For a quarter-century. Jamie Buckingham was the conscience of the charismatic movement. Through his many books, speaking engagements and his monthly "Last Word" in Charisma for 13 years, he called things as he saw them. Now, almost three decades after his death, we reflect on the spiritual giant he was and his genius as a writer.
I'm writing this on Feb. 17, which is the anniversary of his death. It's an anniversary I think of every year. Most years I call someone in the Buckingham family to let them know I remember. This year I decided to record a podcast with his son Bruce and daughter-in-law Michelle Buckingham who are keeping his memory and ministry alive on their Riskylivingministries.com website. You can listen to us tell funny stories about a man who loved humor and even wrote books such as Look Out World, I'm Me! and also The Truth Will Set You Free, but First It Makes You Miserable. If you want a few laughs and to hear me go down memory lane, click here to listen to the podcast.
Of course those weren't Jamie's only books. He ghostwrote most of Kathryn Kuhlman's books. He wrote Run, Baby, Run with Nickie Cruz and Shout It From the Housetops with Pat Robertson as well as Tramp for the Lord with Corrie ten Boom.
Jamie received the baptism of the Holy Spirit in 1967 at a Full Gospel Businessmen's convention while researching for his first book, Run, Baby, Run. Jamie had been a Southern Baptist, but two devastating moral failures left him wounded, humbled and aware he needed the power of the Holy Spirit in his life. He was always open about his own failures in his sermons, column and books such as Risky Living, and that transparency drew people to him.
Only Jamie could write about a "sock-eating demon" in his washing machine and make a spiritual point. Or tell how God had to essentially give the Israelites a laxative in the Sinai Desert to "get Egypt out of them." He loved the Sinai and made several pilgrimages there. In 1979 I climbed Mount Sinai with him (he scaled it six times). It wasn't only a wonderful experience; Jamie transferred to me his love for Israel, which I have to this day.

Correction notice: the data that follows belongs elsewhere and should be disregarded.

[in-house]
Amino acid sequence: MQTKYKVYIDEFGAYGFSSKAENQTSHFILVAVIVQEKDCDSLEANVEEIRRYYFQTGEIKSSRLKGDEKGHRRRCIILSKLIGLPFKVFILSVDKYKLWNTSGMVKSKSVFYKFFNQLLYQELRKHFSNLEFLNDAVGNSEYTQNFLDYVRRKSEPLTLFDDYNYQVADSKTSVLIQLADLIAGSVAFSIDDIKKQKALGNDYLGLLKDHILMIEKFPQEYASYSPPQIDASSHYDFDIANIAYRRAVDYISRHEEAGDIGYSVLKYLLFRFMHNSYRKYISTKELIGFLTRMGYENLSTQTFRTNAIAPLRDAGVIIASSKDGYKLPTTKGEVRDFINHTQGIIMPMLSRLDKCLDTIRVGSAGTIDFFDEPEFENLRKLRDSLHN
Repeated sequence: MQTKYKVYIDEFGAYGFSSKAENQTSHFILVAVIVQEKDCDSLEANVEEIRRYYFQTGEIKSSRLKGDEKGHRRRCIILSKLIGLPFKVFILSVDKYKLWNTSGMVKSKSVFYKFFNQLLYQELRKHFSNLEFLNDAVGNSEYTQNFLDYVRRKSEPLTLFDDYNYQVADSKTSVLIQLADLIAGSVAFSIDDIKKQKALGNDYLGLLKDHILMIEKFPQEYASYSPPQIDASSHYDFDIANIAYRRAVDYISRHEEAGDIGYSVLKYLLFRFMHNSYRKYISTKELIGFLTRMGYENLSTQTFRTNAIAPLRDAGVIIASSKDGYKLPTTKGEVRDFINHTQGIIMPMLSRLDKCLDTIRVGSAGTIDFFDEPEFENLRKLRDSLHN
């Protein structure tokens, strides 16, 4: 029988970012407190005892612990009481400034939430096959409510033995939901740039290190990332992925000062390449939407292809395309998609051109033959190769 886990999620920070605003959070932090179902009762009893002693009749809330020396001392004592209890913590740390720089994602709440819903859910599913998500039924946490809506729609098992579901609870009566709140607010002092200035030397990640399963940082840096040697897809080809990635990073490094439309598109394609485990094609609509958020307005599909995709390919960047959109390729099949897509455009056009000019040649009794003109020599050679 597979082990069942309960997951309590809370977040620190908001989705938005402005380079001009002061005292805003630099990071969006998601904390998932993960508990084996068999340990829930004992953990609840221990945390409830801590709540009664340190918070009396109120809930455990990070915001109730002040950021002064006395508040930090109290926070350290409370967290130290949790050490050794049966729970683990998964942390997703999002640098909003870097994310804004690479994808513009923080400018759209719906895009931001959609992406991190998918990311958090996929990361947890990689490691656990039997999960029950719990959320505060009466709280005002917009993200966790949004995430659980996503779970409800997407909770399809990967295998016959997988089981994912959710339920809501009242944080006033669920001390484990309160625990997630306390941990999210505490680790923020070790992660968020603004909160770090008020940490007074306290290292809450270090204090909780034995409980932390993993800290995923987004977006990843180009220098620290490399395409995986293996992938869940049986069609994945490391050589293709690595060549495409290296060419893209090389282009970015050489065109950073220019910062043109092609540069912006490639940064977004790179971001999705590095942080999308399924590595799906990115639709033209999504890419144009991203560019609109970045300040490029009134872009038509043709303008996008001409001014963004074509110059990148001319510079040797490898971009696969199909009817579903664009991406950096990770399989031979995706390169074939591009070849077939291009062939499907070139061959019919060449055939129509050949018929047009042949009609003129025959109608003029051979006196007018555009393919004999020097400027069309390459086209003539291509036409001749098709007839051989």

No big ministries were beyond having Jamie prick their pompous religious balloons. He was concerned with the extreme fundraising and big egos on Christian TV, which he warned was bound to collapse. And so it did with the PTL scandal of the 1980s, followed by Jimmy Swaggart's scandal a couple of years later. When the church was reeling from those scandals, Jamie's voice was a voice of reason—as shown in a powerful cover story he wrote for us after the PTL empire collapsed called "God Is Shaking His Church."
Jamie entered my life when I was in my late 20s, struggling to make a small church magazine succeed. While others helped, it was Jamie agreeing to write regular columns in Charisma that put us on the map in the early days. But more than that, he became my mentor, friend and in many ways my spiritual "covering."
For several years I'd drive 80 miles to Melbourne, Florida, once a month to have lunch with Jamie and spend hours dreaming, strategizing and problem-solving. He'd challenge me to think bigger and to believe God. He posed a question that he probably heard somewhere but that was nonetheless life-changing for me: "What would you do if you knew you could not fail?"
Jamie was excited about ministry and life. He hobnobbed with big names such as Kathryn Kuhlman, Pat Robertson, Dennis Bennett and David du Plessis, yet still befriended unknown people like me. He built a great church in Melbourne, traveled the world and was a prolific writer. He always said he wanted to live to be 100. He also said, "Everyone wants to live a long time, but no one wants to get old."
But at age 58 he collapsed while playing racquetball. At the hospital they found he had cancer of the kidney. After his kidney was removed, it seemed the cancer was gone, and during the process something wonderful happened, which he recounted in Summer of Miracles. And in one of his last columns, he wrote: "Having tasted from the sweet spring of intimacy with God, we will never again be satisfied with lapping from Earth's polluted puddles." Tragically, the cancer came back with a vengeance, and weeks before he turned 60, Jamie went to be with the Jesus he loved.
Few readers had the opportunity to know Jamie as I did. But you can still be influenced through his writing, which lives on. One such memorable line is in Shout It From the Housetops and challenges us all: "Attempt something so big that without God it is bound to fail."
Listen to the entire episode of the Strang Report featuring Jamie Buckingham's son and daughter-in-law here, and be sure to subscribe to the Strang Report podcast on Apple Podcasts or your favorite platform for more inspiring stories like this one.
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